In an age of widespread popularity of the smartphone to remain connected, a Pakistani archbishop has called on his faithful to refrain from using their smartphones for an hour during Lent.
Speaking to the faithful at the Sacred Heart Cathedral, last week, Archbishop Sebastian Shaw of Lahore called for "an hour of fasting from smartphones to avoid distractions during the 14 Stations of the Cross and Sunday Mass”. “Mobile phones,” he said, “are like having Satan stashed away in your pockets when you come to church."
Lent is a 40-day period when Christians pray, do penance, fast, abstain and engage in almsgiving and good works in preparation for their holiest feast, Easter, the triumphant resurrection of Jesus from death.
The period is in imitation of the 40 days that Jesus spent in the desert after his Baptism, facing the temptations of the Devil, before he began his public ministry.
Pakistan and its young people are no exception to the revolution of the smartphones sweeping across the globe. There are at least 155.4 million mobile phones in the country with a population of some 197 million population. According to the Pakistani telecommunications authority, about 63 million users have signed contracts for 3G or 4G connections.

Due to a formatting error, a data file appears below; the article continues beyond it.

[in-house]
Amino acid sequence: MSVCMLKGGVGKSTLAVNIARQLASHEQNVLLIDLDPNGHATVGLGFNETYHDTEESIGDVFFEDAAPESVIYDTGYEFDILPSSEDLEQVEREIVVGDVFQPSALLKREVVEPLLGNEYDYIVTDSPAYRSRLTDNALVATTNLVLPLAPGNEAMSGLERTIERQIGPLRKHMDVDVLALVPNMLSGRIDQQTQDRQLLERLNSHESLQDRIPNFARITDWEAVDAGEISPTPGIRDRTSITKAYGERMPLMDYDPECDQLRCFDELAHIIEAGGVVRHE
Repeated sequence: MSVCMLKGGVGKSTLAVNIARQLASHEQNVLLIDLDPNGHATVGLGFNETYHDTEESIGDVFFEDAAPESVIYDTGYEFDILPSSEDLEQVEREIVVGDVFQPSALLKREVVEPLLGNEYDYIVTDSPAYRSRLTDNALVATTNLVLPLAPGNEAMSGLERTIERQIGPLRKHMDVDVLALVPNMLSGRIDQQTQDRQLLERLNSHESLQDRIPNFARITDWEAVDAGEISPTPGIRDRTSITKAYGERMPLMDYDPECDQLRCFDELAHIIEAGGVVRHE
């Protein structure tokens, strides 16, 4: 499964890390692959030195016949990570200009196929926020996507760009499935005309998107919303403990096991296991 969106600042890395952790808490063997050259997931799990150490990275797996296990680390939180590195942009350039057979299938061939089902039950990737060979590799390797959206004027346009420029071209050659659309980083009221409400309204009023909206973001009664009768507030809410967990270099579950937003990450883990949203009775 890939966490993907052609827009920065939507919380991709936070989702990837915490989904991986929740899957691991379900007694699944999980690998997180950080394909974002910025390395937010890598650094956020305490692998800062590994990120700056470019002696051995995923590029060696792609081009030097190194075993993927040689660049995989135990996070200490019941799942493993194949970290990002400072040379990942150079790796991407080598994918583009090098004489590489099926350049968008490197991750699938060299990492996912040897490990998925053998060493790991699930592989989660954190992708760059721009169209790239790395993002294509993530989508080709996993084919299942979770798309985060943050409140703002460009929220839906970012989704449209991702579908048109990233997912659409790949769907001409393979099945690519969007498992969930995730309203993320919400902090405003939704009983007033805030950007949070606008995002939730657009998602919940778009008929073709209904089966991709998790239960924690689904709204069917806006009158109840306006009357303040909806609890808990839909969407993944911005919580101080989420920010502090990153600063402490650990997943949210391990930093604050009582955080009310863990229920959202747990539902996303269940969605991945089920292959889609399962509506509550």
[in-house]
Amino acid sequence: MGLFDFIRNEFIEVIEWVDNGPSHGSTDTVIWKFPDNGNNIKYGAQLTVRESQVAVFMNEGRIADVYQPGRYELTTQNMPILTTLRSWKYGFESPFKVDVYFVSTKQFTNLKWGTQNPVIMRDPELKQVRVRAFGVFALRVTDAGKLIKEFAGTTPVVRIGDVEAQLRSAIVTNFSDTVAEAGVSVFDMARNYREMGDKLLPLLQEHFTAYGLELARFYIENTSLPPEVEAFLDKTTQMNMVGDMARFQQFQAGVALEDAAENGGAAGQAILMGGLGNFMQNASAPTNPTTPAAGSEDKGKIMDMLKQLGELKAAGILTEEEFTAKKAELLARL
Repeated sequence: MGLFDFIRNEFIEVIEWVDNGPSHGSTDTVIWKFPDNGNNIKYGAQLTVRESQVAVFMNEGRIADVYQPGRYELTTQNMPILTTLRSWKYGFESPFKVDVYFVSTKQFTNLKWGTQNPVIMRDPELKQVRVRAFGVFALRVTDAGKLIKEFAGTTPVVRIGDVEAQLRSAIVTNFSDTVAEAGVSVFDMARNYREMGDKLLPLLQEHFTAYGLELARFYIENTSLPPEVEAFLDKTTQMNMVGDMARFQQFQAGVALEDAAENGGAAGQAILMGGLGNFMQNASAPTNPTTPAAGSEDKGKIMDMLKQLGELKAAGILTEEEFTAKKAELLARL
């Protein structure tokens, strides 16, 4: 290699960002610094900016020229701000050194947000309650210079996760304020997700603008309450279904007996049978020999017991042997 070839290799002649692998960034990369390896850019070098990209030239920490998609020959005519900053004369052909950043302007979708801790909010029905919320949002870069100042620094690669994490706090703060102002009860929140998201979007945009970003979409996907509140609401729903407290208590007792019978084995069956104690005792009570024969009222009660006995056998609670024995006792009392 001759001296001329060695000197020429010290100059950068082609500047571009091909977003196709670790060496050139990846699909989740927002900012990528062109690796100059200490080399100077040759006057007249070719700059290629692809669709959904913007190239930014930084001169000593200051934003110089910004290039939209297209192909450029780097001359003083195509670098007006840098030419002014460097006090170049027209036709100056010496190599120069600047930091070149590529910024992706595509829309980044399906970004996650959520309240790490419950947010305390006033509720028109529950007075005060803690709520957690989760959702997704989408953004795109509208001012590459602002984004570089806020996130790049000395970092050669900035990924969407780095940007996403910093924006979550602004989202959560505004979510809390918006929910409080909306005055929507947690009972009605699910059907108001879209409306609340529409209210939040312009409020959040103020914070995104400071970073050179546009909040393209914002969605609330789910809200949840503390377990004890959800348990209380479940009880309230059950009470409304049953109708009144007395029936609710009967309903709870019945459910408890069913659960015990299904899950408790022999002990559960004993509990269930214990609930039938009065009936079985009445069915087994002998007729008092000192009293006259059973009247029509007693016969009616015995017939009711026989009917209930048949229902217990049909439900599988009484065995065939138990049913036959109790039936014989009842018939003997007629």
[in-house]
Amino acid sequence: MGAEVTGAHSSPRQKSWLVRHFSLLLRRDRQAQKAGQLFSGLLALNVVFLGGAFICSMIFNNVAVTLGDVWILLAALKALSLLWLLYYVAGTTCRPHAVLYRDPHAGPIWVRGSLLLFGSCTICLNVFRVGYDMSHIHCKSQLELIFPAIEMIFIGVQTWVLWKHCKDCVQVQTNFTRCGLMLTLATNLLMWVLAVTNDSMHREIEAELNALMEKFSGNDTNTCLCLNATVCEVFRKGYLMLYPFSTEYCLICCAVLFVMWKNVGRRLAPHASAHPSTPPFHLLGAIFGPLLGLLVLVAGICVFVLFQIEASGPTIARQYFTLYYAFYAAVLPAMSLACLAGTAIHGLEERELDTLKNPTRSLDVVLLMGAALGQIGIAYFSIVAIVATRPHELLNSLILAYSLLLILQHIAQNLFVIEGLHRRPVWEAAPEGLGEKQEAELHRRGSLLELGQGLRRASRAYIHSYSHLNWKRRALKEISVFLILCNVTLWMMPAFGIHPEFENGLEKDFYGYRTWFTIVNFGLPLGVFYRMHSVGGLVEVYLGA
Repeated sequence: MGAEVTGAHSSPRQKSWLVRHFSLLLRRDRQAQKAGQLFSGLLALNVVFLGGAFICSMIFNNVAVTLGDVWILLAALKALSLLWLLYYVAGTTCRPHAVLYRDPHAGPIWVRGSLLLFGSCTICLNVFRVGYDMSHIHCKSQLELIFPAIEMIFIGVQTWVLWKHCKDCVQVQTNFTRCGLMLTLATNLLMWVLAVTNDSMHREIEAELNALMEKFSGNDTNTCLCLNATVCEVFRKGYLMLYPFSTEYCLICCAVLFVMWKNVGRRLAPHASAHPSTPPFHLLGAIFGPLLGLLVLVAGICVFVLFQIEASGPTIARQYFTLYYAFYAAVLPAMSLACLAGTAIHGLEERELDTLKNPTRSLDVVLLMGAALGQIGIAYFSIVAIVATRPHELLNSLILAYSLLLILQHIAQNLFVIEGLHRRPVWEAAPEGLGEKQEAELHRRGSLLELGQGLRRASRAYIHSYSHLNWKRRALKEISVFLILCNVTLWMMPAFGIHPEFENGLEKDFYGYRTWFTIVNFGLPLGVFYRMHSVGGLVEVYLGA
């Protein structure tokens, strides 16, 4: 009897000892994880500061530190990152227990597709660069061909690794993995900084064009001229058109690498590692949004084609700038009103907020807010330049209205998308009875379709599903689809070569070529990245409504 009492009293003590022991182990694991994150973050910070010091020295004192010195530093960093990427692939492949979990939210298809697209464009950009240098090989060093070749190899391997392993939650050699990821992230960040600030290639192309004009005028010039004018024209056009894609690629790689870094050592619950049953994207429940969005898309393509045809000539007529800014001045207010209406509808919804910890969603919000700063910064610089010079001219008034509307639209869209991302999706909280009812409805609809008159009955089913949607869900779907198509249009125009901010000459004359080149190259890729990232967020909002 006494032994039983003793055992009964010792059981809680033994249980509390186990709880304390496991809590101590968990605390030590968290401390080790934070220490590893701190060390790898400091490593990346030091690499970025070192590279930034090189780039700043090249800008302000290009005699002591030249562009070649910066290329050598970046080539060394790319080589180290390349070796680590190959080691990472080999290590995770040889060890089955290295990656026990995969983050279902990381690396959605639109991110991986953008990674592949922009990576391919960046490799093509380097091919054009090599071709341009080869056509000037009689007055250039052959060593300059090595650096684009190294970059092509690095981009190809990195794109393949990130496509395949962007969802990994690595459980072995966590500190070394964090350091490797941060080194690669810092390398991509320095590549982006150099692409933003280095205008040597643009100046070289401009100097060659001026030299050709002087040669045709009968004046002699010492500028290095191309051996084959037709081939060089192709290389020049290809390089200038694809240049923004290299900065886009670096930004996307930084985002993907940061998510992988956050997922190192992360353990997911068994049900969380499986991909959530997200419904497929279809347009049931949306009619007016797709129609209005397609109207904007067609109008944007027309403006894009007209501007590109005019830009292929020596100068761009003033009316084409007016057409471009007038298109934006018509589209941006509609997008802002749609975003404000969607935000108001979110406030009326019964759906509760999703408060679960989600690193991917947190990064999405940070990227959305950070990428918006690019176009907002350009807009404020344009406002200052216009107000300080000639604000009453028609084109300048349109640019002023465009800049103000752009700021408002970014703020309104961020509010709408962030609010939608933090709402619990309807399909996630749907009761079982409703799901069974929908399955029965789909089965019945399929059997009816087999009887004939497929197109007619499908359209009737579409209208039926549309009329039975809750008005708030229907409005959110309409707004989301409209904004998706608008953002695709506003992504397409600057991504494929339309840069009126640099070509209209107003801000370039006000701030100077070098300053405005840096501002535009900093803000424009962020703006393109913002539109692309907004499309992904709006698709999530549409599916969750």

Studies have shown that in Asia – especially South Asia - there is a lack of knowledge of how the internet works and its dangers. In Pakistan, around 69 per cent of the population
Archbishop Shaw wants to warn young people against developing an addiction to the smartphone, like drugs. He lamented that “young people keep sending messages even while they are praying."
Instead, he said they should use Lent to analyze their life and give up habits and behaviours that distance them from others. “Be firm in the face of temptation," he urged.
In Pakistan, the use of mobile phones inside churches is also a security issue, related to terror attacks. For this reason, Church authorities have banned taking photo or video, including during religious holidays like Easter and Christmas.
Bishop Samson Shukardin of Hyderabad agreed with his fellow bishop in Lahore. "Although it is a great source of information at one’s fingertips, the unbridled use of mobile phones is most dangerous for young people,” he said. He pointed to the harmful radiation from mobile phones and their use for wrong purposes and said they can destroy families.
Catholic Church leaders could simply invite the community to put their phones on 'silent' mode during prayers. Patras said there are other forms of distraction in the churches that need to be tackled, such as children running around and families chatting with each other during church services. (Source